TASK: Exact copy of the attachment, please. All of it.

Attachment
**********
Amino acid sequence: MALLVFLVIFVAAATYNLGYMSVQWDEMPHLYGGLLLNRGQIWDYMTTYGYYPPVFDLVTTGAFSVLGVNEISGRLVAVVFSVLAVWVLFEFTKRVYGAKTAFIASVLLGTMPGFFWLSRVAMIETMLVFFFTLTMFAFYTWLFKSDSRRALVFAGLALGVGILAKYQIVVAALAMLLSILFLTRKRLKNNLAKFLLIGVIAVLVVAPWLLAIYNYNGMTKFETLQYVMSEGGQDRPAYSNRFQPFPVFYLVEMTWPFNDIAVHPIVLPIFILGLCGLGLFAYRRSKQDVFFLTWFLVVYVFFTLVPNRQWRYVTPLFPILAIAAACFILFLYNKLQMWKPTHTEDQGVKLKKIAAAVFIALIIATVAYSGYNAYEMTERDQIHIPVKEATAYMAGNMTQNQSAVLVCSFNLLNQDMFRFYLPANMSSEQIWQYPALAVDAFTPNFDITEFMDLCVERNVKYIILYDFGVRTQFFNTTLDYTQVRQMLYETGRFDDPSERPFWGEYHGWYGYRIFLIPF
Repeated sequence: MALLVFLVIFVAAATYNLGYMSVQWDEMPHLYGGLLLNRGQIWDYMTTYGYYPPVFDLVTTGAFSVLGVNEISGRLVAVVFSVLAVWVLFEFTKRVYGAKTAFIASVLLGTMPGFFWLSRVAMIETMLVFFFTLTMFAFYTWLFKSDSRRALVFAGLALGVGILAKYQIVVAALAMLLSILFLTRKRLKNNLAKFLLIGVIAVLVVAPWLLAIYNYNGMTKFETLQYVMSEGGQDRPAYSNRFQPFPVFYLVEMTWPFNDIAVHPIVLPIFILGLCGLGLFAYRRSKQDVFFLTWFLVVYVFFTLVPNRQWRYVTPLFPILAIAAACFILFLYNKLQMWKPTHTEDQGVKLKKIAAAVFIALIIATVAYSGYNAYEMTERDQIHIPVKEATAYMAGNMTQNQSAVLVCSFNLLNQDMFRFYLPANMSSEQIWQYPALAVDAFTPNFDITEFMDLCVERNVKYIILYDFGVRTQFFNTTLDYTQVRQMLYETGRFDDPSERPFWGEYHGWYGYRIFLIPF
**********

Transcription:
Amino acid sequence: MALLVFLVIFVAAATYNLGYMSVQWDEMPHLYGGLLLNRGQIWDYMTTYGYYPPVFDLVTTGAFSVLGVNEISGRLVAVVFSVLAVWVLFEFTKRVYGAKTAFIASVLLGTMPGFFWLSRVAMIETMLVFFFTLTMFAFYTWLFKSDSRRALVFAGLALGVGILAKYQIVVAALAMLLSILFLTRKRLKNNLAKFLLIGVIAVLVVAPWLLAIYNYNGMTKFETLQYVMSEGGQDRPAYSNRFQPFPVFYLVEMTWPFNDIAVHPIVLPIFILGLCGLGLFAYRRSKQDVFFLTWFLVVYVFFTLVPNRQWRYVTPLFPILAIAAACFILFLYNKLQMWKPTHTEDQGVKLKKIAAAVFIALIIATVAYSGYNAYEMTERDQIHIPVKEATAYMAGNMTQNQSAVLVCSFNLLNQDMFRFYLPANMSSEQIWQYPALAVDAFTPNFDITEFMDLCVERNVKYIILYDFGVRTQFFNTTLDYTQVRQMLYETGRFDDPSERPFWGEYHGWYGYRIFLIPF
Repeated sequence: MALLVFLVIFVAAATYNLGYMSVQWDEMPHLYGGLLLNRGQIWDYMTTYGYYPPVFDLVTTGAFSVLGVNEISGRLVAVVFSVLAVWVLFEFTKRVYGAKTAFIASVLLGTMPGFFWLSRVAMIETMLVFFFTLTMFAFYTWLFKSDSRRALVFAGLALGVGILAKYQIVVAALAMLLSILFLTRKRLKNNLAKFLLIGVIAVLVVAPWLLAIYNYNGMTKFETLQYVMSEGGQDRPAYSNRFQPFPVFYLVEMTWPFNDIAVHPIVLPIFILGLCGLGLFAYRRSKQDVFFLTWFLVVYVFFTLVPNRQWRYVTPLFPILAIAAACFILFLYNKLQMWKPTHTEDQGVKLKKIAAAVFIALIIATVAYSGYNAYEMTERDQIHIPVKEATAYMAGNMTQNQSAVLVCSFNLLNQDMFRFYLPANMSSEQIWQYPALAVDAFTPNFDITEFMDLCVERNVKYIILYDFGVRTQFFNTTLDYTQVRQMLYETGRFDDPSERPFWGEYHGWYGYRIFLIPF